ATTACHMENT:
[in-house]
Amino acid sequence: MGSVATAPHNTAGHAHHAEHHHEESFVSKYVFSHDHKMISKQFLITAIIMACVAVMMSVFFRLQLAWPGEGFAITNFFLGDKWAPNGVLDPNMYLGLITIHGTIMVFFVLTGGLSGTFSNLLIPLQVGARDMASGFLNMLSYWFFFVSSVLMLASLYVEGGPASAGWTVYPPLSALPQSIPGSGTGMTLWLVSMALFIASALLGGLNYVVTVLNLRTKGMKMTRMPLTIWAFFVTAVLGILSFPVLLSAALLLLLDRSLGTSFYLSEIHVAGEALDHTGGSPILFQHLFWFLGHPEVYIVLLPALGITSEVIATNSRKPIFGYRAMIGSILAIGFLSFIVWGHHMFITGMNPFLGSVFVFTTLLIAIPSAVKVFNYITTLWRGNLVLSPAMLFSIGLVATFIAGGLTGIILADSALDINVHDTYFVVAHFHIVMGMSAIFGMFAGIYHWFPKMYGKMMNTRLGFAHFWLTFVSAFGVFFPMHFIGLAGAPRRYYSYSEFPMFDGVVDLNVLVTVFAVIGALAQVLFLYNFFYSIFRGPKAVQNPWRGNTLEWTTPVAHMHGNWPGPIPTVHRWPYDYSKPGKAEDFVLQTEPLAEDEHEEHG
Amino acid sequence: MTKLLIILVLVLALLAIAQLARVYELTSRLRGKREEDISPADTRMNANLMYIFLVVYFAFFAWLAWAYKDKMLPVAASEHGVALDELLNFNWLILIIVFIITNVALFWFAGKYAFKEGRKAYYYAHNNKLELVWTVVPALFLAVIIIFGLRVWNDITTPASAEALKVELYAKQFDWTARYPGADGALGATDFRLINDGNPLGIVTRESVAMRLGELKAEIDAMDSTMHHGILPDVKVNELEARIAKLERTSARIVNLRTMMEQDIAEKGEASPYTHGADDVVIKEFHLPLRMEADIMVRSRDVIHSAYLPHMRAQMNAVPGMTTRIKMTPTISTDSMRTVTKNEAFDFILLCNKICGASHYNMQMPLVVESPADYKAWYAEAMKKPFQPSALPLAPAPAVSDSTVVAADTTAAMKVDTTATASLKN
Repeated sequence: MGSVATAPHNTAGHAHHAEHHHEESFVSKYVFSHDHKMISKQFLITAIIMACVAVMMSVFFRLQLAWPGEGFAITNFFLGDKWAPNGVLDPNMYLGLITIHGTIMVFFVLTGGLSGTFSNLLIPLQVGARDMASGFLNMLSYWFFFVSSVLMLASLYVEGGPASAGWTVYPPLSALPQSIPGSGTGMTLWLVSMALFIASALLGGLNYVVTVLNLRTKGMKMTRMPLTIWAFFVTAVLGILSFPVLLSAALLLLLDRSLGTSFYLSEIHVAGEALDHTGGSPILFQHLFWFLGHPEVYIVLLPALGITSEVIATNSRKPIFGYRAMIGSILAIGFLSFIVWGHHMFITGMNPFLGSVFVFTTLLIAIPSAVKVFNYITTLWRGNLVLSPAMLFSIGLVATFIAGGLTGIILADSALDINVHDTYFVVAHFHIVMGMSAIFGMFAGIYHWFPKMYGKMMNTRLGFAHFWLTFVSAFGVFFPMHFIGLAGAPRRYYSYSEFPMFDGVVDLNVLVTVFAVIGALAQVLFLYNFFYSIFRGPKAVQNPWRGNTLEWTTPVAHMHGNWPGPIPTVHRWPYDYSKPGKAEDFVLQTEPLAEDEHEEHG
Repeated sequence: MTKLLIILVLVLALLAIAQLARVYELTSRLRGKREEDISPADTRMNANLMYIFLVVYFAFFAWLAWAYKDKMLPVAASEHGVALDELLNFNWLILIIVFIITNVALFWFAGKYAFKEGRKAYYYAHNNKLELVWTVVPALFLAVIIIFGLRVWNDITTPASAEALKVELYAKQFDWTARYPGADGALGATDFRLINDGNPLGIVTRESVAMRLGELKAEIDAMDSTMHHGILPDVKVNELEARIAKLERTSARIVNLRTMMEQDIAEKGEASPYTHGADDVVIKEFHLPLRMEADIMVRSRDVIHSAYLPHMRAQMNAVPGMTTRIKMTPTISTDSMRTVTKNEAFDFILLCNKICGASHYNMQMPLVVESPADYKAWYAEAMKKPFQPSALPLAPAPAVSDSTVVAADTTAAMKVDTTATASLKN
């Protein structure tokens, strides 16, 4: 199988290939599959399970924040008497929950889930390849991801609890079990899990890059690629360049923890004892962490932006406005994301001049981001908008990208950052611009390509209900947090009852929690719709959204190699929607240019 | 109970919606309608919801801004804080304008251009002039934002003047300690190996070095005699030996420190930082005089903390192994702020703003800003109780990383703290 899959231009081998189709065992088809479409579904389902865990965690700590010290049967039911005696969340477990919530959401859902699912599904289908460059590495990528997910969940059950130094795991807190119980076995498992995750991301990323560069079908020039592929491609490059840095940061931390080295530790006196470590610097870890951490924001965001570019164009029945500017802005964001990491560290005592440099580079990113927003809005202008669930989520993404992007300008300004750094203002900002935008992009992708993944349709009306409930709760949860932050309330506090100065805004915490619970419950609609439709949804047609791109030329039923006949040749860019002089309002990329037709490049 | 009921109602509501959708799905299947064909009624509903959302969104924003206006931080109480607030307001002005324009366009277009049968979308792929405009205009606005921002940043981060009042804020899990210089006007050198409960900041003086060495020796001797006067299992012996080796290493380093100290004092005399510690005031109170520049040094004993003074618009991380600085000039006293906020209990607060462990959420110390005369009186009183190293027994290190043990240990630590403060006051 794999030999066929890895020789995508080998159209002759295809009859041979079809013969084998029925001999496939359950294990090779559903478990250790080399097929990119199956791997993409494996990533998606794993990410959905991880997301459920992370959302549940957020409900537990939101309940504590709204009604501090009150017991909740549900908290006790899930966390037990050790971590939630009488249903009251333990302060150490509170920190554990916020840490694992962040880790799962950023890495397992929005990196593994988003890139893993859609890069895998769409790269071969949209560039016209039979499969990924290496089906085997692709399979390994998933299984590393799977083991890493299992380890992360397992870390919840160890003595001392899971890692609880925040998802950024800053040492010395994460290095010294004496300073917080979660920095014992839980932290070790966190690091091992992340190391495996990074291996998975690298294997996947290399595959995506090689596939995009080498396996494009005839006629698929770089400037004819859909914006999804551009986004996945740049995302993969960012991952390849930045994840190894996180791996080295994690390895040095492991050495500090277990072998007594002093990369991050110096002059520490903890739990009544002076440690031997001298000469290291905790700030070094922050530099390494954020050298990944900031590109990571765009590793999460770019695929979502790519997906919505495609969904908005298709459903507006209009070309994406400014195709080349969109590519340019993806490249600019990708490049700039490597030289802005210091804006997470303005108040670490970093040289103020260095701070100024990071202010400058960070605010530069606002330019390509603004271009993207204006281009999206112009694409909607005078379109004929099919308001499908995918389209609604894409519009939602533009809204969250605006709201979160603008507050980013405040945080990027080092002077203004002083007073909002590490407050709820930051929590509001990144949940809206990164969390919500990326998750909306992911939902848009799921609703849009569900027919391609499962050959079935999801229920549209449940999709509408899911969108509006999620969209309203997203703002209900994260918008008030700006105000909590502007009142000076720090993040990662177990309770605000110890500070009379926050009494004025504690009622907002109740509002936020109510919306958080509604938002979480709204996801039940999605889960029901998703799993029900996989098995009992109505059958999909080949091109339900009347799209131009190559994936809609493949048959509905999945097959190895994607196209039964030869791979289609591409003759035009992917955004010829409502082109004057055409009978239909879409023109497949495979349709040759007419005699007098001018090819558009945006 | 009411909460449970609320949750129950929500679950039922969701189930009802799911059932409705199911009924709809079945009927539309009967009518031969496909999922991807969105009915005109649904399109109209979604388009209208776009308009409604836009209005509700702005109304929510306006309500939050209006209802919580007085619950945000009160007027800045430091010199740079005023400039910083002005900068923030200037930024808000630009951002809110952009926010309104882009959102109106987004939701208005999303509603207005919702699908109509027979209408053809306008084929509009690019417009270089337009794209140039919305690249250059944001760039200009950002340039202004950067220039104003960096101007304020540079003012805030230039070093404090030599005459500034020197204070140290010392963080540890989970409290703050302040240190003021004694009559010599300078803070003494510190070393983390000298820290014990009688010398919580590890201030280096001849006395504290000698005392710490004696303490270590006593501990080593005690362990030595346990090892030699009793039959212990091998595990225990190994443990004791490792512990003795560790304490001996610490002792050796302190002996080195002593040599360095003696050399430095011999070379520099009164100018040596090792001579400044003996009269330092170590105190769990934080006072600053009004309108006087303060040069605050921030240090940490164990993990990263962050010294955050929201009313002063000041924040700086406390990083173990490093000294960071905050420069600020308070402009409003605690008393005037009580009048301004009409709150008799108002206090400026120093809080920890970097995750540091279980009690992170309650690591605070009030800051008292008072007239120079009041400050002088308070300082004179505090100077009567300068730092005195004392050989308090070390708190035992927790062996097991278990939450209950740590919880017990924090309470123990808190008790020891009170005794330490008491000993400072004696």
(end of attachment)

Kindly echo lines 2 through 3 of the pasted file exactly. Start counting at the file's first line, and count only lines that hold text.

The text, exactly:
Amino acid sequence: MGSVATAPHNTAGHAHHAEHHHEESFVSKYVFSHDHKMISKQFLITAIIMACVAVMMSVFFRLQLAWPGEGFAITNFFLGDKWAPNGVLDPNMYLGLITIHGTIMVFFVLTGGLSGTFSNLLIPLQVGARDMASGFLNMLSYWFFFVSSVLMLASLYVEGGPASAGWTVYPPLSALPQSIPGSGTGMTLWLVSMALFIASALLGGLNYVVTVLNLRTKGMKMTRMPLTIWAFFVTAVLGILSFPVLLSAALLLLLDRSLGTSFYLSEIHVAGEALDHTGGSPILFQHLFWFLGHPEVYIVLLPALGITSEVIATNSRKPIFGYRAMIGSILAIGFLSFIVWGHHMFITGMNPFLGSVFVFTTLLIAIPSAVKVFNYITTLWRGNLVLSPAMLFSIGLVATFIAGGLTGIILADSALDINVHDTYFVVAHFHIVMGMSAIFGMFAGIYHWFPKMYGKMMNTRLGFAHFWLTFVSAFGVFFPMHFIGLAGAPRRYYSYSEFPMFDGVVDLNVLVTVFAVIGALAQVLFLYNFFYSIFRGPKAVQNPWRGNTLEWTTPVAHMHGNWPGPIPTVHRWPYDYSKPGKAEDFVLQTEPLAEDEHEEHG
Amino acid sequence: MTKLLIILVLVLALLAIAQLARVYELTSRLRGKREEDISPADTRMNANLMYIFLVVYFAFFAWLAWAYKDKMLPVAASEHGVALDELLNFNWLILIIVFIITNVALFWFAGKYAFKEGRKAYYYAHNNKLELVWTVVPALFLAVIIIFGLRVWNDITTPASAEALKVELYAKQFDWTARYPGADGALGATDFRLINDGNPLGIVTRESVAMRLGELKAEIDAMDSTMHHGILPDVKVNELEARIAKLERTSARIVNLRTMMEQDIAEKGEASPYTHGADDVVIKEFHLPLRMEADIMVRSRDVIHSAYLPHMRAQMNAVPGMTTRIKMTPTISTDSMRTVTKNEAFDFILLCNKICGASHYNMQMPLVVESPADYKAWYAEAMKKPFQPSALPLAPAPAVSDSTVVAADTTAAMKVDTTATASLKN